Cyberpunk 2077 Benchmark Test & Performance Review 162

Cyberpunk 2077 Benchmark Test & Performance Review

Screenshots »


Cyberpunk 2077 from CD Projekt RED is possibly the most highly anticipated open-world action RPG in recent years. It shares its namesake with the near-future year it's based in—a post-apocalyptic world in which nation states have given way to mega cities run by corporations; where some of the last vestiges of civilization are getting by in a cyberpunk world full of people with cybernetic implants to enhance their abilities. The cyberpunk-meets-neon-noir scheme draws many parallels from the Detroit of the original RoboCop and Los Angeles of Blade Runner, in a fictional place called Night City. You play as "V," a street criminal out on a quest to steal an implant that promises immortality.

The main quest depends heavily on the storyline you choose at the game's beginning—nomad, street gangster, or corporate sleuth—and is fairly long, with elaborate missions spanning static locations and vehicles. But the world of Night City also has hundreds of hours in side-quests for you. CDPR has clearly designed Cyberpunk 2077 to be a game where people are immersed into a vast open-world campaign not unlike GTA or RDR, although on a grander scale.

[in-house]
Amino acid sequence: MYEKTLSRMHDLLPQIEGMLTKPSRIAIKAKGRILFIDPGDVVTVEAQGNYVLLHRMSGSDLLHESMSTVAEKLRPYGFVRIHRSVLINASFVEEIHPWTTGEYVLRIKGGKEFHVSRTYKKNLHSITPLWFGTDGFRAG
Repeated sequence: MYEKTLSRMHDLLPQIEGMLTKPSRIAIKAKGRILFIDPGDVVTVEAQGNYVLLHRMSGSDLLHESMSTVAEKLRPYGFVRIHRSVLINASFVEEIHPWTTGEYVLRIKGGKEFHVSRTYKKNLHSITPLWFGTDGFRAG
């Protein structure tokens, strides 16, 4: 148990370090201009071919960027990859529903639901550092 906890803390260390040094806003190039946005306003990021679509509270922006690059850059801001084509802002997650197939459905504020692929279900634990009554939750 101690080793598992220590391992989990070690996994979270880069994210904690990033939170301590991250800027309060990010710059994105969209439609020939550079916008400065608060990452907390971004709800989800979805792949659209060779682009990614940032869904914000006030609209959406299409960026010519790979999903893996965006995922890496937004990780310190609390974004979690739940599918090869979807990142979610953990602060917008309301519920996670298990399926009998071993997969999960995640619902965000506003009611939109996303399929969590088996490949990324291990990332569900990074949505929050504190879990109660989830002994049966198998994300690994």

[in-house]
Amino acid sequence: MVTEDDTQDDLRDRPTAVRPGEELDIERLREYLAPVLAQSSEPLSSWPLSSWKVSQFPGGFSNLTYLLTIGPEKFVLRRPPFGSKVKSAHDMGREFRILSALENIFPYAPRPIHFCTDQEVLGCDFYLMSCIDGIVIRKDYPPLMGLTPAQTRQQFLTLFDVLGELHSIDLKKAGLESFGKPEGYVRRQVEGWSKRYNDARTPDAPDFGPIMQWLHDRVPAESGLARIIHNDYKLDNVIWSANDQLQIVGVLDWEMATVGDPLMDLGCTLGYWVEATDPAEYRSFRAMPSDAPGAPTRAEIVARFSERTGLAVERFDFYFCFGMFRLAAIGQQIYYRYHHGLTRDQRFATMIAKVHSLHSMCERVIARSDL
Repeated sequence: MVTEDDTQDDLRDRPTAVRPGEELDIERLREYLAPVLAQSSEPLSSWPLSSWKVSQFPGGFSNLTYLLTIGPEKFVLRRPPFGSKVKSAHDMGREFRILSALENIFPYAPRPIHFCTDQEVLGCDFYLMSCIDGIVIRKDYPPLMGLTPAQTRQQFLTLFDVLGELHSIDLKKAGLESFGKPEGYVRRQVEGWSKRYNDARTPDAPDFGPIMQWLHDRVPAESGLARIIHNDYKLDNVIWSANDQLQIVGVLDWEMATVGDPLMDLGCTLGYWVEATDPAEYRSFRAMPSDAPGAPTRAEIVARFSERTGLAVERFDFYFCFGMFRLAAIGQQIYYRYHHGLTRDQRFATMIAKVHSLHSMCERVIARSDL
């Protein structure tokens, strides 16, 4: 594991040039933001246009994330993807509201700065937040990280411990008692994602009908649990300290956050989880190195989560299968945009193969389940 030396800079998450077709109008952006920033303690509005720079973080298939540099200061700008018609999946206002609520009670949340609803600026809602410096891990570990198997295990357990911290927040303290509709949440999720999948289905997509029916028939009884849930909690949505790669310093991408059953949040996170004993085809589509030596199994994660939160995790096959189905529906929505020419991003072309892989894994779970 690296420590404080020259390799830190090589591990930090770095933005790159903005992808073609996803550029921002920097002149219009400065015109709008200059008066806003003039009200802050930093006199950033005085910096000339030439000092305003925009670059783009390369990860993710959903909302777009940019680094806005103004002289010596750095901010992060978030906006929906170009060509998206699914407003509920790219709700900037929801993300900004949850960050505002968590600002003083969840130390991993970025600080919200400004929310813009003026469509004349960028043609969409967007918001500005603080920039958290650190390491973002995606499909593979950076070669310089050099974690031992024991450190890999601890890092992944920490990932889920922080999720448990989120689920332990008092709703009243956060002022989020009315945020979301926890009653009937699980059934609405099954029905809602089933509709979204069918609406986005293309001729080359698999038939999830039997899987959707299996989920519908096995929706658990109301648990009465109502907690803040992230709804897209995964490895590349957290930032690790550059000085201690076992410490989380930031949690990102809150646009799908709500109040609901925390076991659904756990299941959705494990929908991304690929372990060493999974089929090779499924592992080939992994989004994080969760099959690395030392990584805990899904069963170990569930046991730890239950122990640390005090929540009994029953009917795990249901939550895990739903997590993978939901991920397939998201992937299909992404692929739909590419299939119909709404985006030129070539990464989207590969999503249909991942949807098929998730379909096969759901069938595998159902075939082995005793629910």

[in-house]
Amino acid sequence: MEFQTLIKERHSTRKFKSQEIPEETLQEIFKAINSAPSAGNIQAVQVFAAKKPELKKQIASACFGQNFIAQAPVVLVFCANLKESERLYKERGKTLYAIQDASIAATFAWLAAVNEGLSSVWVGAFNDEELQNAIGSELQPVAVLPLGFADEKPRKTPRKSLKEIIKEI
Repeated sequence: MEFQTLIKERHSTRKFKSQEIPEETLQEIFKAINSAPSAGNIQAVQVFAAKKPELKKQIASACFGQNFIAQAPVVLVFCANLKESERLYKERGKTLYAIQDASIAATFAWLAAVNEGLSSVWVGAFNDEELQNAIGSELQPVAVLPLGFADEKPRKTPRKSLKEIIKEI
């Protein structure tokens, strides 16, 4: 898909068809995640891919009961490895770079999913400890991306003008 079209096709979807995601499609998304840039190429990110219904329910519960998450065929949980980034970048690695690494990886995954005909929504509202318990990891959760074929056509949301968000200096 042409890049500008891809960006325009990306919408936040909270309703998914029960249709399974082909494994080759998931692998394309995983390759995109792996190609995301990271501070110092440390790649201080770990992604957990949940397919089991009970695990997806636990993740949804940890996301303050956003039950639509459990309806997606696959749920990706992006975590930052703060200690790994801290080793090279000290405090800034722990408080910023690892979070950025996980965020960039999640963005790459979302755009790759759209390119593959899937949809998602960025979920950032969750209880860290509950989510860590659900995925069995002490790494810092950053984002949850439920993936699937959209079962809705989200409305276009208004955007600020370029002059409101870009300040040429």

Bringing Cyberpunk 2077 to life is the new RED Engine by CDPR, which has been designed for the next generation, with support for real-time raytracing. CDPR clearly envisioned this game to be its magnum opus and focused on aesthetics as much as its core gameplay content. Cyberpunk supports cutting-edge features, such as real-time raytracing which brings shadows and reflections to life. Even without raytracing, Cyberpunk is an extremely taxing game, which could well be the Crysis of our time. The next page will show you the eye candy on offer. To help make the game playable to a broader audience, CDPR leveraged the NVIDIA DLSS (deep-learning supersampling) feature, which adds a vast amount of performance at comparable image quality. It also supports AMD FidelityFX Contrast Adaptive Sharpening (CAS).

In this review, we take a close look at the world CDPR meticulously put together for us, across a selection of modern graphics cards and three popular gaming resolutions. We also explore the visual uplift and performance impacts of NVIDIA DLSS and RTX raytracing.
Next Page »Screenshots
View as single page